Posters for Peace - introducing The Peace Museum
In a year celebrating People Power, as the season of peace and goodwill (as well as feasting and festivity) approaches there was only one place to turn for our next curious collections post... Did you know that there's a museum dedicated to charting the stories of peacemakers and social reform? To tell us about it here's Jack Lynch, from The Peace Museum to introduce their collection and the stories behind some of his favourite banners.
Written by... Jack Lynch, Marketing and Press Assistant, The Peace Museum
Introducing the Peace Museum
The Peace Museum is rooted in a collection of over 7,000 objects; a diverse mix of banners, historic campaign materials like posters and badges, personal items, artwork and photography. Over 200 items in the collection are textile protest banners, which help to chart the history of peacemakers locally, nationally and internationally.
Recent years have seen the mainstreaming of protest with high profile events such as Women’s March, Anti-Trump protests and Extinction Rebellion, who have harnessed social media to transcend political circles and become pop-culture moments. Protest has been at the front of the public consciousness with clever and humorous placards and banners continuing to go viral online, changing the way the public thinks about protest. With a collection of objects as rich as The Peace Museum, it is fascinating to see the legacy of the peace movement on protest today.
In the museum and heritage space, this is mirrored with an increased interest in counter-cultural history and more focus on ‘disobedient objects’ in museum collections. Earlier this year we were thrilled to be a part of Banner Culture – a mass display of over 200 banners in a disused mill as part of British Textile Biennial, for which 28 of our banners were on display.
My favourite banners
Many of the banners in our collection were made by noted banner artist and Greenham Woman, Thalia Campbell. As a founder of Greenham Common Women's Peace Camp, Thalia’s powerful collection of banners are testament to the impact of women on the peace movement. A female led peace camp, women flipped traditional notions of femininity whilst leveraging their status as mothers and carers towards their cause for making the world more peaceful for future generations.
One of the most iconic moments in Britain’s counter-culture and one of the most enduring examples of feminist protest in recent history, the legacy of collective action and resistance is still felt today.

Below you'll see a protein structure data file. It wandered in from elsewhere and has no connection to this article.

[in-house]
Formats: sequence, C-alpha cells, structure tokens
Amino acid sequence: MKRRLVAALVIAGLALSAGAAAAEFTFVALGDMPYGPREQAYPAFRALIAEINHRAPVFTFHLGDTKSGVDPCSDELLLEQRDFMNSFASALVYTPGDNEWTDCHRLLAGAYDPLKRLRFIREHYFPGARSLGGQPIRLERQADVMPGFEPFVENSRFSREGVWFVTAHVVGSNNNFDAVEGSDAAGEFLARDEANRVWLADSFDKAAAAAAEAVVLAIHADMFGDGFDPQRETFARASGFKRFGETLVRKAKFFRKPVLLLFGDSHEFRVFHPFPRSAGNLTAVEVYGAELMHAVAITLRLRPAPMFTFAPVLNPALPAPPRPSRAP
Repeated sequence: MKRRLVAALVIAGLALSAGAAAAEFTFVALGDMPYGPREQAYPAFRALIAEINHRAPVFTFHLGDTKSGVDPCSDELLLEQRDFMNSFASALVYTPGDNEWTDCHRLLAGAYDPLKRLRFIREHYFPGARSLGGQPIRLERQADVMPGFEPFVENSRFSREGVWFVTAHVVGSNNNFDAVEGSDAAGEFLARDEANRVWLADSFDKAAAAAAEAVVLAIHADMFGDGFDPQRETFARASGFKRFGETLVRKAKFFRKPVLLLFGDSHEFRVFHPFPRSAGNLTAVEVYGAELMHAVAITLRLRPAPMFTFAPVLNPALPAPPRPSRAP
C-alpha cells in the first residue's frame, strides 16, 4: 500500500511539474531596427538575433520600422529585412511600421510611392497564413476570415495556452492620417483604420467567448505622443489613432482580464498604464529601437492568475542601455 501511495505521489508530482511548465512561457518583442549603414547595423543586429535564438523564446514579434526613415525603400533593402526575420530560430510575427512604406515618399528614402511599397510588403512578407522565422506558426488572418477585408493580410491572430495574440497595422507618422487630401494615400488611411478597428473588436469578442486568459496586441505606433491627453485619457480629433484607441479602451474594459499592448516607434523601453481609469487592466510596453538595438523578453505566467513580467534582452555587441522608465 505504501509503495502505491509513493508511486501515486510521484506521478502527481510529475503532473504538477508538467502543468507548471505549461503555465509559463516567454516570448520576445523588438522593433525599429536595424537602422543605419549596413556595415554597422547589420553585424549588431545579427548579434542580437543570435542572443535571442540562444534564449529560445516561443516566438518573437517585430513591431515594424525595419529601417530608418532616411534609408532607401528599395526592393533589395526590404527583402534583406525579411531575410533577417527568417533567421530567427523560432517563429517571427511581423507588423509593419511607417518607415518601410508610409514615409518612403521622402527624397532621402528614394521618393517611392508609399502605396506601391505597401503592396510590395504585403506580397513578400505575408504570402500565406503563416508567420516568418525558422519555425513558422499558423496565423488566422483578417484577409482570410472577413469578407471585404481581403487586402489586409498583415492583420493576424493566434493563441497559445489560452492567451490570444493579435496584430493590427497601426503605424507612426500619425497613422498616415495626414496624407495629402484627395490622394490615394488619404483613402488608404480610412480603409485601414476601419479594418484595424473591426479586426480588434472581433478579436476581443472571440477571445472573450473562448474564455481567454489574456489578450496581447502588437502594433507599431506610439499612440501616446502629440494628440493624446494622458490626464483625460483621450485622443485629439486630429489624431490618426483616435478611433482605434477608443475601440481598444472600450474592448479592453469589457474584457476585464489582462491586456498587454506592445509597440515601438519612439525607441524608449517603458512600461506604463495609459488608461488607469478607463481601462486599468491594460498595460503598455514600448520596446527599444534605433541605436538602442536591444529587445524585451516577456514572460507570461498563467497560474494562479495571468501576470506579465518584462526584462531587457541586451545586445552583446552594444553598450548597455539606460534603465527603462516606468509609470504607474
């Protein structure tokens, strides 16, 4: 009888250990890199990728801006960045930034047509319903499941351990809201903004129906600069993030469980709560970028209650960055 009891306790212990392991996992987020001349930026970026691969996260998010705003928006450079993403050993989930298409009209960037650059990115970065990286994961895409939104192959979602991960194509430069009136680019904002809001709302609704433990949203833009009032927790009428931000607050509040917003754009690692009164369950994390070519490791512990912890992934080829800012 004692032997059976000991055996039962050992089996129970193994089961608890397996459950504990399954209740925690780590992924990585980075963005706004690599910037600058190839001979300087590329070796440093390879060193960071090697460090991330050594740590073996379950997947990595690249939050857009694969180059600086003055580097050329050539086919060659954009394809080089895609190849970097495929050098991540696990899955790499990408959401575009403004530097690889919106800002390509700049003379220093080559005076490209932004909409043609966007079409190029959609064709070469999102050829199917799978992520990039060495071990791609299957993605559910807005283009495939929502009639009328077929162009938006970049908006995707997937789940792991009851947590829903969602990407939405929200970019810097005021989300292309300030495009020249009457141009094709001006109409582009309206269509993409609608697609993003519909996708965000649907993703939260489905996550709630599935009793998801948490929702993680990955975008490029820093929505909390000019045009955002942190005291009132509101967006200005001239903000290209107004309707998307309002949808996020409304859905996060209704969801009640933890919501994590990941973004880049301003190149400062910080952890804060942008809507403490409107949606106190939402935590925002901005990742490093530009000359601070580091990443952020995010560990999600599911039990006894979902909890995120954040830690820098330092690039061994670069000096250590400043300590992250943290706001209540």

Another interesting part of the banner collection comes from Kenneth Hockney (1904 - 1978), father of Bradford icon David Hockney. An avid peace campaigner, Kenneth created posters and banners used in the early CND (Campaign for Nuclear Disarmament) marches of the 50s and 60s.
David Hockney would later follow in his father’s footsteps as a conscientious objector. Kenneth Hockney’s activism has been credited for David’s defiance of heteronormative structures and his openness in portraying queer life in his work:
“Proclaiming his homosexuality in 1962, long before the word ‘gay’ was used in that context, David isn’t afraid to stand up for what he thinks is right, as our father did before him.” The Hockneys: Never Worry What The Neighbours Think, by John Hockney (2019).
Our collection contains so many beautiful banners made by artists and banner makers, however sometimes it is those made in the spur of the moment which are the most powerful.
Bradford has a rich history of peaceful activism, but the unity of the city has also been tested in the past. Riots in Bradford in 1995 and most notably 2001 brought the issue of race relations in the city to the country's attention.
In response to riots in Manningham in 1995, a multiracial, multifaith group of women came together to share concern about the violence. They quickly made a banner from an old bed sheet with the word ‘peace’ written in English and Urdu and took to the streets. Ignoring jibes of ‘get back to the kitchen’ the women walked slowly through the area and the crowd of young men began to disperse.
Since 2001, Bradford has collectively and peacefully faced many other tests of its unity, with much less publicity. This banner is one of the many objects in our collection which indicates the possibilities of everyday people working together for justice in their communities.
Find out more
Discover more collections like this:
We’re part of the International Network of Museums for Peace and there are a range of different peace museums and archives all over the world. Although not specifically peace focussed, some war museums also have great collection items which relate to peace.
Some of my personal favourite places for social history are People’s History Museum in Manchester and the Working Class Movement Library in Salford and I love the Twitter account @wrkclasshistory about working class history.